The Second Shift

Alexis Coe at The Atlantic reports on sociologists’ finding that women who earn high wages do not necessarily outsource the cooking or cleaning at home either to paid employees or to their husbands or children.

Housework has a performative quality to it, and conforming to traditional gender norms may produce social and psychological rewards. This is true for [sociologist Alexandra] Killewald, who said while she and her husband often cook meals together, when her mother-in-law is expected for dinner, she not only cooks the meal, but urges her husband to make it clear that she was the chef. “That’s important to me because I’m showing [my mother-in-law] that I’m a good wife,” she said. “Those expectations don’t fall on fathers and men.”

I work fewer hours than my wife, but if she sees me washing a big stack of dishes she’s still all too likely to engage in some sort of self-condemnation.

I Really Thought the Honeymoon Phase Would Last Longer Than Two Weeks

Complaining that the first year of marriage is hard isn’t particularly groundbreaking, but I found this idea from Lindsey Capperrune’s story at The Good Women Project insightful:

As if marriage is the start of it all. It’s a fallacy that life begins there and everything prior to the vows evaporates suddenly. I’m not sure why exactly; maybe we want it to be that way, or we know it’d be easier that way. Maybe because we want to be the only life our new spouse has ever known, but the truth is life begins before “I do.”

You bring your family, your norms and values, your “we’ve always done it” ways and you marry a person who just happens to have those ways too and you collide. You find yourself wondering, “Why does he do it like that?! Why does the garbage sit there in a bag by the back door? Why does he fold his underwear?”

And things he probably asked of me: Why are we having cupcakes for dinner? And why do you steal the covers every. single. night?

John Piper, Spousal Abuse, and Empowerment

Dianna E. Anderson deconstructs a recent clarification John Piper made on his blog to a response he gave during a Q&A a little over two years ago in response to a question about how women should respond to spousal abuse. This was Piper’s original statement:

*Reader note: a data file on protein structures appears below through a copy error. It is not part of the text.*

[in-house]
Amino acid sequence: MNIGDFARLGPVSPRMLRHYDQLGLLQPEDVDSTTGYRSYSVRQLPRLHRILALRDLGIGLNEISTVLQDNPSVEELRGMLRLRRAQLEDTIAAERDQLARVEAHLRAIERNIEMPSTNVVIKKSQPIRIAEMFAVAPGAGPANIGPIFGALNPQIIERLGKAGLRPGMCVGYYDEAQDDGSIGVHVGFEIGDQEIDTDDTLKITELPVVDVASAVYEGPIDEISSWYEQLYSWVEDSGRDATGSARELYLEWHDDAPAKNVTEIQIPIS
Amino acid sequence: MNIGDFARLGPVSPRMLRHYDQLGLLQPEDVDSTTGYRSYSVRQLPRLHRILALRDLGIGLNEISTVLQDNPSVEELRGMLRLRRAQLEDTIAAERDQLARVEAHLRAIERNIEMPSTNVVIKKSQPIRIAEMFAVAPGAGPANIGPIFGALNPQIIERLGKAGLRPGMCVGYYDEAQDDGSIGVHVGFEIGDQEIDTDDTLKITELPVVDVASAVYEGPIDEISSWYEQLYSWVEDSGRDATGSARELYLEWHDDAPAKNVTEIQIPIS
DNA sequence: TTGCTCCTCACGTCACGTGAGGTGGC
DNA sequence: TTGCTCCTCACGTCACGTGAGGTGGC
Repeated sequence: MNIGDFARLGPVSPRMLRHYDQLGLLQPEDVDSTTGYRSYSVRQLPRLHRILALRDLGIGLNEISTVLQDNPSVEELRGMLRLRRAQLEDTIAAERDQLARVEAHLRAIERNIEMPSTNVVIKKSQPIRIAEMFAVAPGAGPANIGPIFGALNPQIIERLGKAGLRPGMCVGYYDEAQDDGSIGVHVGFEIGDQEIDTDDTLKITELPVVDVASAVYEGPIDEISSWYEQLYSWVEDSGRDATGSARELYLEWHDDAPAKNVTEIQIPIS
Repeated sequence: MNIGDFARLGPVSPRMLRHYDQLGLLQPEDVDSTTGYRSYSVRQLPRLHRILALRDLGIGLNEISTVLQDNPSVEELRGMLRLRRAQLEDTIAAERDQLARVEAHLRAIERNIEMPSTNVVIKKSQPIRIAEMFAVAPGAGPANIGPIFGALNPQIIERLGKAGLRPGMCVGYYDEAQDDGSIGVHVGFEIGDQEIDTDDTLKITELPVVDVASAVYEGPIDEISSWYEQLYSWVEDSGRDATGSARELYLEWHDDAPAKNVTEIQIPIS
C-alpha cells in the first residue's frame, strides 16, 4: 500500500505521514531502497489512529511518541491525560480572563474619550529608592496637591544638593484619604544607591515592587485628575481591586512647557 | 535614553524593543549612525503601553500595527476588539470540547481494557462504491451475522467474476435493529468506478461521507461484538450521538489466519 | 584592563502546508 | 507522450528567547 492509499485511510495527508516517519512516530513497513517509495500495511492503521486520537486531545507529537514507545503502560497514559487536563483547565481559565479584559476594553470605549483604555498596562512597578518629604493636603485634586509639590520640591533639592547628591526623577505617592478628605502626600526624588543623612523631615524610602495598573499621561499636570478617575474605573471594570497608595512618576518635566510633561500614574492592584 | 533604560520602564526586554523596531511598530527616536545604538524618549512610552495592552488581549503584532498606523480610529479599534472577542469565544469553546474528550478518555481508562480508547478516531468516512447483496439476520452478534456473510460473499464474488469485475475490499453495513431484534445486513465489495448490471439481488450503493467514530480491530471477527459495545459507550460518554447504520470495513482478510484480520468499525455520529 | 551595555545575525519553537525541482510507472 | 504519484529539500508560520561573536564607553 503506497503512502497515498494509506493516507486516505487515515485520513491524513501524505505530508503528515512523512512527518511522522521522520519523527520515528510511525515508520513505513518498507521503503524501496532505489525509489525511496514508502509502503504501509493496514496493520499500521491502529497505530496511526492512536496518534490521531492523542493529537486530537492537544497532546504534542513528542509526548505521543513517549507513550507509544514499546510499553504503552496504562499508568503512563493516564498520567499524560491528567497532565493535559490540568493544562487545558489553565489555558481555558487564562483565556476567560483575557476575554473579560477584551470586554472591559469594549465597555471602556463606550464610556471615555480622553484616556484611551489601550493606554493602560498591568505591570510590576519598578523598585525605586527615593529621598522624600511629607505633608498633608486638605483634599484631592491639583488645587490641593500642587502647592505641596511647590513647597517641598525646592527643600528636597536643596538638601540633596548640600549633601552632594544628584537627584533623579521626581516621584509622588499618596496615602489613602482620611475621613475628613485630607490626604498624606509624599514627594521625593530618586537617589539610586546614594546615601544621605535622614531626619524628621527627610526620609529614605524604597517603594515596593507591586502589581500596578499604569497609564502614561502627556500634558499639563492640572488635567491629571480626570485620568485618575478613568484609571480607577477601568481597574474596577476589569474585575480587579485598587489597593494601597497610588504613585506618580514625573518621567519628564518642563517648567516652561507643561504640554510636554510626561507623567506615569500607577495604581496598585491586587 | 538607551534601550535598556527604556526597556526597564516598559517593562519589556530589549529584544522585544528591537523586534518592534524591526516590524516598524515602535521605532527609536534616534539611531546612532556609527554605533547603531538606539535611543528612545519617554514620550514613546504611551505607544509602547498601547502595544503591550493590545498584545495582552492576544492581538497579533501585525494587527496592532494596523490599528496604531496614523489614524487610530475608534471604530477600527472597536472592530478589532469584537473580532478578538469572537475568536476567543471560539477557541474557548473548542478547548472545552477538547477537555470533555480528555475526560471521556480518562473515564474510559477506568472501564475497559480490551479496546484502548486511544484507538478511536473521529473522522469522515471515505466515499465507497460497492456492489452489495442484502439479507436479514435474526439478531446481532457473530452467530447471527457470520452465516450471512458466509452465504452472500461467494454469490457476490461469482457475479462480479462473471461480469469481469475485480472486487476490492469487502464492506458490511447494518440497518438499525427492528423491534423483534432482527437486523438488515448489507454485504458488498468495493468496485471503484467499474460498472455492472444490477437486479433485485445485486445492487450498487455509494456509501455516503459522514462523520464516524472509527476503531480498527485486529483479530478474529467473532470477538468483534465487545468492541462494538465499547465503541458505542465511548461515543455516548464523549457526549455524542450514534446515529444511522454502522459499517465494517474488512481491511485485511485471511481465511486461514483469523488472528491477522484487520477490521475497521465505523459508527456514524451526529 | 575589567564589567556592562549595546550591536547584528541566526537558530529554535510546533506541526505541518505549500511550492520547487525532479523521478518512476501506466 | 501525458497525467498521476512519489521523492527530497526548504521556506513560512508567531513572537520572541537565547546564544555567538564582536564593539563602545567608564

Part of that answer’s clearly going to depend on what kind of abuse we’re dealing with here … .

If this man, for example, is calling her to engage in abusive acts willingly—group sex, or something really weird, bizarre, harmful, that clearly would be sin. Then the way she submits—and I really think this is possible, it’s kind of paradoxical [sic]. She’s not going to go there. I’m saying no, she’s not going to do what Jesus would disapprove [sic], even though the husband is asking her to do it.

She’s going to say, however, something like, “Honey, I want so much to follow you as my leader. I think God calls me to do that, and I would love to do that. It would be sweet to me if I could enjoy your leadership.” And so—then she would say—“But if you would ask me to do this, require this of me, then I can’t—I can’t go there.”

Now that’s one kind of situation. Just a word on the other kind. If it’s not requiring her to sin, but simply hurting her, then I think she endures verbal abuse for a season, she endures perhaps being smacked one night, and then she seeks help from the church.

First of all, I think it’s kind of telling that Piper spends nearly his entire response on a situation that, of the two he mentions, is the one far less likely to actually occur, and I further think that choosing “group sex” as his example is weird to say the least. Secondly, while John Piper refers to his beliefs about marriage as “complementarian”, this statement sounds like straight-up patriarchy to me. The husband is the boss, and the wife is to do whatever he says unless Jesus pulls rank on him.

But we’re really here to talk about his clarification. I recommend reading it, then jumping into Dianna’s thorough analysis and response. My only comment is that I can’t believe we have to have this long a conversation about whether a woman is allowed to take action against an abuser.

The Purpose of the Wali

Nahida adamantly—and hilariously—explains exactly why no Muslim woman needs a male official to give her away and certify that her marriage was consensual.

You don’t want to start thinking about which of our modern wedding rituals have their roots in the concept of woman as property. You really don’t.

Okay, fine. It’s all of them. Give or take.

Suzanne Venker Wants a Truce

The author of Fox News’ terrible “War on Men” piece wants you all to know that she didn’t really mean to be gender-essentialist. Her new article, “Let’s Call a Truce in the War on Men” (title case added, because—despite my maleness—I am not some kind of barbarian) clarifies what she was really trying to say:

Here’s what we know: Females, in general, are nurturing and relational beings. They like to gather and nest and take care of people. They like to commiserate with other females—a lot. That’s why girls can talk for hours on end. It’s why more women stay home with their children than men. It’s why the teaching and caregiving professions are still heavily female. Not every single woman in the world falls into this category, but that doesn’t make the generalization any less true.

Males, on the other hand—in general—are loners. They’re content to mill about in their man caves. They like to hunt. They like to build things and kill things. If you don’t have a son, this may sound strange. But again, that doesn’t make it untrue—nor does the fact that not every single man in the world is like this. Men also take pride in caring for their families. They can’t carry babies or nurse them, but they can provide for them. So let them.